Justin Salas on "La Baleine" 7A/V6, Photo by Matt Frederick, Edits by Justin Salas
For a little while, I had to mourn the loss of my sight. I had to mourn the loss of something I was accustomed to having. I stopped doing the things I loved, like BMX biking and outdoor activities because I didn’t know what was next. After a brief “woe is me,” phase I went to a school for the blind and began learning how to navigate. After I got back my buddy Beau randomly showed up at my house. He rode up on his bike and I didn’t recognize him because his voice had changed. He asked me what had happened, and why I’d been away.
I explained everything. He listened and then said, ‘Wanna go ride?’
I said, ‘How am I gonna do that?’
He said, ‘How hard can it be? Just follow me, and I’ll tell you where everything is and when and where to start.’
I went inside and told my parents, ‘I’m gonna go ride!’ and my mom told me not to die. Riding BMX again opened the door to not be afraid to try and navigate the world in a more bold way—and that was something I thought I’d given up. Ultimately, getting back into BMX was one of the things that got me into climbing. Because I had challenged myself in riding without vision, there has never been a moment in rock climbing where I’ve thought, ‘Oh, I can’t do this.’
Justin Salas on "Nezzundorma" 7A/V6 Photo by Matt Frederick, edited by Justin Salas
My central vision is almost completely gone. I can’t focus on anything, so it’s like the reverse of tunnel vision. What I see is similar to if you were to yank the RGB cord out of an old TV. It’s like gray fuzziness, blurring over the television. I call it ‘ entropy or controlled chaos in the center of my eyes.’
When you lose a sense another one gets heightened, and touch is hyperactive for me. I find it difficult to bear down on sharp holds...so much so that it’s hard to ignore the pain. I can’t just deal with it. I struggle with that a little bit. I do what I can to deaden the nerve endings in my fingertips.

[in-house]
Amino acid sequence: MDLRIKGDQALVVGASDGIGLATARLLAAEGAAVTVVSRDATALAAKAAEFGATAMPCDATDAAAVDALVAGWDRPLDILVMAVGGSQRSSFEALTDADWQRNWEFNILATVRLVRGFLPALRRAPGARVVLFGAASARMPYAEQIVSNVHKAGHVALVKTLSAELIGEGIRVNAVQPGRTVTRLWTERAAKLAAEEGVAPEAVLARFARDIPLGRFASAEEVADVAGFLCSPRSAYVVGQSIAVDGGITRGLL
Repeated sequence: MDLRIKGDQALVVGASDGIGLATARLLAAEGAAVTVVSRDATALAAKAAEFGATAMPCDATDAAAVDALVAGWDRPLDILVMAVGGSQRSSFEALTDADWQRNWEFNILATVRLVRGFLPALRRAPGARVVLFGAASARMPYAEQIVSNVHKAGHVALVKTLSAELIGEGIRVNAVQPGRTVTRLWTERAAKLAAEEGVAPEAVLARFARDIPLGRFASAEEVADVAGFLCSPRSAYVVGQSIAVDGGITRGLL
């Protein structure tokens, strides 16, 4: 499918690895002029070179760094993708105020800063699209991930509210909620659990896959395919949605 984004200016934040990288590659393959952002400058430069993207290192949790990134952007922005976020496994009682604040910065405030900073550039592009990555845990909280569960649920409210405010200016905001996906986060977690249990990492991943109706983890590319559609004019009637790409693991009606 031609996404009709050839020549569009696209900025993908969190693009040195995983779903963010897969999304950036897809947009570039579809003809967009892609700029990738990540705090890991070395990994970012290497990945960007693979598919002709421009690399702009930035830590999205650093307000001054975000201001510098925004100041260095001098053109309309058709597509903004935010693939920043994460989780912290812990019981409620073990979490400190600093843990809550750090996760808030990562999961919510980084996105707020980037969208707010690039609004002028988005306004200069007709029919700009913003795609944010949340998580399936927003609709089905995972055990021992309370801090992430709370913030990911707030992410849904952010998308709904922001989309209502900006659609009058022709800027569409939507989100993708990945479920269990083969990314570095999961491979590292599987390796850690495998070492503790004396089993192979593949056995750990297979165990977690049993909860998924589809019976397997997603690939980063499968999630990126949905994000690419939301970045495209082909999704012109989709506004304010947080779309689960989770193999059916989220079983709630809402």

(Laughs) My hearing could be better. I love bass music.
I rely on position over everything. I’m more gifted as being strong, and physical training is easy for me, but being a more intuitive climber is my main focus. I hate the sound of my climbing shoes hitting the wall, or when my hands make excess noise. I try to climb completely silently.
Justin Salas on "Le Mandarin" (8A/V11) Photo by Matt Frederick, Edits by Justin Salas
I create a mental map by asking friends and climbing partners to tell me about the moves. I count my breaths and rehearse the sequence. If I break the mental map, then it’s all kinds of useless. My brain will get more tired than my body because I’m trying so hard to focus.
Yeah, I have a Sight Guide in competitions. He gets five or ten minutes to watch a route and closely watches the crux section. Then he does his best to articulate the sequence and I get a mental map of what I’m supposed to do. The transitions are the hardest.
My first international competition was September 2017 in Edinburgh. Mo Beck said, ‘Hey, you should come to Scotland because it’ll be fun!’ I laughed and said that’d be sick, but there’s no way.
Then CNN and emailed me and said they were doing a story and they heard I might be going. So that turned into a frantic GoFundMe, my first time overseas, and a lot of other firsts. I took second in that competition which I feel I could have won but at the time I had cheap headsets I bought on Amazon and I couldn’t talk back and forth with my Sight Guide. After that comp, I did not stop training. I knew I wanted to win the following year. My personality is one of OCD. I will hyper-focus on everything that goes into training; eating, drinking, acting—total regimentation. When I got to Innsbruck in 2018, we spent a lot of time chillin' with some of the U.S teammates, and there were experienced competitors. It was cool to see their approach to competition.
I asked Ben Hanna, ‘How do you feel?”
He said ‘It’s so important to feel like yourself because if you don’t, you won't climb as well as you can.’
Previously, I’d been so stressed about what winning could mean for my career, how insane the environment was, and all the people who had donated. But once I was in isolation, I wasn’t nervous. It felt like no emotion at all; I had already dealt with everything. I kept thinking, ‘just feel like yourself. This is the best route you could ever climb on, with the best setters in the world, so enjoy it.’ I felt really relaxed, not uptight.
I came off the route, and I wasn’t happy with where I came off, but they lowered me and I could hear the roar of the crowd. My Paraclimbing Coach, Emmett, ran up to me, and said congrats you are the World Champion, and I said, ‘bullsh*t.’ I started to tear up for a moment.
I prefer outside way more than comp climbing, but I still love it. Competitions are part of the process; the stress is part of what molds you. You spend all this time training and wondering: Is it worth it? Will it even pay off? Then you come off the wall and hear, “You’re the World Champ,” and you realize, “Wow, it’s worth it.”
Competition aside I just want to climb some gnarly sh*t. I have a dream list of boulders, I want to go to Rocklands, I want to be the first adaptive climber to do everything from V13 to V14. I want to do the hardest sport routes. I want to push my limits to become a better climber. One day I want to climb for Red Bull. I don’t know, right now there are lots of different irons in the fire. We’ll see.